My hope is that those that knew Lakota will stop and add a rock or feather to his memorial. I also hope that those that pass, will not take his bones. I know some will disappear, but I hope that most will remain there.
A saw 3 horses off in the distances towards Penn’s Cabin. It was Garcia’s band. This is one band that I never seem to see very often. I drove over to see them.
We decided to take a break and sit in the shade, it had been a pretty emotional day. As we sat there, we heard something. It dawned on me what it was. I told Lori to grab her camera. The sound of thundering hoofs was coming our way. We could not see them yet, but I knew it would not be long before we did.
Once again, the light was way to bright for these photos above, but I wanted the memories. It would be the last time I would see many of these horses running together. I didn’t care about the light.
It was getting late and we decided to eat something. We had forgotten to eat lunch (something that seems to be pretty easy to do up here!) It seemed quiet and we wondered if they were done for the day. Some people stopped by to talk and wanted to know where they might see some horses. Shawn came by and said that they were still working the trap. Lori and I decide to head down there and see who they had removed.
It was almost 7 by now. Jared and Ryan were patiently working the trap. Despite what is said in other posts and blogs right now about this removal, I was here first hand watching and I was impressed with Jared and Ryan. They were patient, respectful and caring towards the horses.
Tonopah was whinning nearby. They had Jedediah in the trap.
All of the horses in the area were watching.
Grijala was very worked up. His whole band of “Special K’s”, minus Kalahari were in the trap. Quelle Colour was in it as well. Kalahari wanted to run away, but Grijala kept snaking her back and running around in a panic. I knew they weren’t going to keep all the K’s, Kindra and Kohl would be let out of the trap along with Quelle Colour. But Grijala did not have any way of knowing this. He would loss Katrina and Kachina that day. But as soon as they let QC, Kohl and Kindra out, he settled right down. I would see them the next day.
A few other bands came in to watch. Doc’s band remained calm. But Horizon, Fiesta and Juniper were constantly trying to stir things up.
Gringo and his band were pretty worked up as well. I knew that they had LaSalle.
When the trailer started to back up to the pens it seemed to trigger a memory for Baja. He came out of nowhere calling.
Custer’s band watched silently and Garciana and Jacinta called for their offspring.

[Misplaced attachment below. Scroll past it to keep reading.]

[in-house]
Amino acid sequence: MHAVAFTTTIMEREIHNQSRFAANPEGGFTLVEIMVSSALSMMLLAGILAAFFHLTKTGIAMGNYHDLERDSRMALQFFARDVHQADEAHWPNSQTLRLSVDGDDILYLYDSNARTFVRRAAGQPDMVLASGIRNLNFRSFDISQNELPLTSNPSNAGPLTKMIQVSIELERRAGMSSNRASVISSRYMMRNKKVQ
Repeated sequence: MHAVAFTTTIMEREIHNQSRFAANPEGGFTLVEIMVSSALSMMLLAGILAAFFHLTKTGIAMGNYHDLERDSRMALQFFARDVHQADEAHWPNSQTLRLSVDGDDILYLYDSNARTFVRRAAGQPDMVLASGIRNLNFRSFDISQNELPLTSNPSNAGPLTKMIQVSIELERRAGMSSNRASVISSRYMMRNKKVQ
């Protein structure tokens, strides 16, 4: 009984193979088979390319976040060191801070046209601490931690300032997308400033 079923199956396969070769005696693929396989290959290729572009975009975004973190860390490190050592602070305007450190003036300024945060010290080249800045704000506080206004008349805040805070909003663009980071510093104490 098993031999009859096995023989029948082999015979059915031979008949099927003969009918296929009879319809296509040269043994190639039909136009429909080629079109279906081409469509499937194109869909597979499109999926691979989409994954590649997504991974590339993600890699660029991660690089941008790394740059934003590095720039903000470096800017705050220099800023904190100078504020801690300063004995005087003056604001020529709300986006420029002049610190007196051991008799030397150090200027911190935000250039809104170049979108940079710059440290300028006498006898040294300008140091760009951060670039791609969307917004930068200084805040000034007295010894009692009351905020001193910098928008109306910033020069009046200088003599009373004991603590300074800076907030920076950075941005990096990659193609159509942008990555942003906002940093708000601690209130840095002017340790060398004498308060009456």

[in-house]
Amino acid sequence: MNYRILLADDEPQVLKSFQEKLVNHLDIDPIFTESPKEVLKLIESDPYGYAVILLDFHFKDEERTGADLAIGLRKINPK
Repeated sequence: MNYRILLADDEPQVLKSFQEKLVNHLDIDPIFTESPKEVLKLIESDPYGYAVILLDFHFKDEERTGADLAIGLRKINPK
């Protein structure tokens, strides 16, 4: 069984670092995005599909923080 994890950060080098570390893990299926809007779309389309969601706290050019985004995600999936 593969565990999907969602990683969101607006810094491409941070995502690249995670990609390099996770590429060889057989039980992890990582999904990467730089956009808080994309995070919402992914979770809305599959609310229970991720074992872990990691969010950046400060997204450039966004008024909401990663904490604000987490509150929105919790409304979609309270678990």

Neither Lori or I wanted to stay any longer. It was very hard to see this. I did and still do support this removal. But that does not mean that I or anyone else who supports it, did not feel the pain.
I felt a lot pain that day. Pain for the removal of band members, pain for the loss of Lakota. Pain for the unrest that filled the air.
At day’s end July 30, 2012, six horses were removed. They were: Katrina and Kachina from Grijala’s band. LaSalle from Gringo’s band. Leo from Custer’s band. Kane from Blue Moon’s band and Jedediah from Duke’s band.
It had been a very long and emotional day. I did not sleep well that night.
I thought I would give you a brief mountain update. Much more to come in the next several days, but here is just a taste.
Lori and I had a fantastic trip up the mountain. We laughed, we cried. It was a very emotional trip on many levels.
We had a memorial for Lakota. Lori,Shawn and I stacked several rocks into a small pile near his body. Lori and I added a few personal small things to it. A couple of feathers, a crystal. I have some of his tail hair to keep. It still does not seem real to me.
Lakota continues to touch my soul. He chose his final resting place not far from where I camp (about 1/4 mile away). Thousands and thousands of acres, and he is in clear view from my campsite. That is truly amazing to me and another gift that he was able to give me. That may sound strange to some, but being able to look out across the meadow and see him several times a day, gave me peace. To know that I will see him every time I go, gave me peace.
I went to visit him and added a rock each day I was there.
The removal was also going on. It was hard and painful to watch, and we did not spend much time there. But I will say that what I did see was that Jared Bybee and his assistant Ryan were caring, compassionate and respectful to the horses and they handled them with care. It will be over soon and life can go back to the normal peace of the mountain. As we left the mountain this afternoon, they had July and her colt in the pen.
Below are a small collection of photos for you. I promise I will give you many more in the days to follow.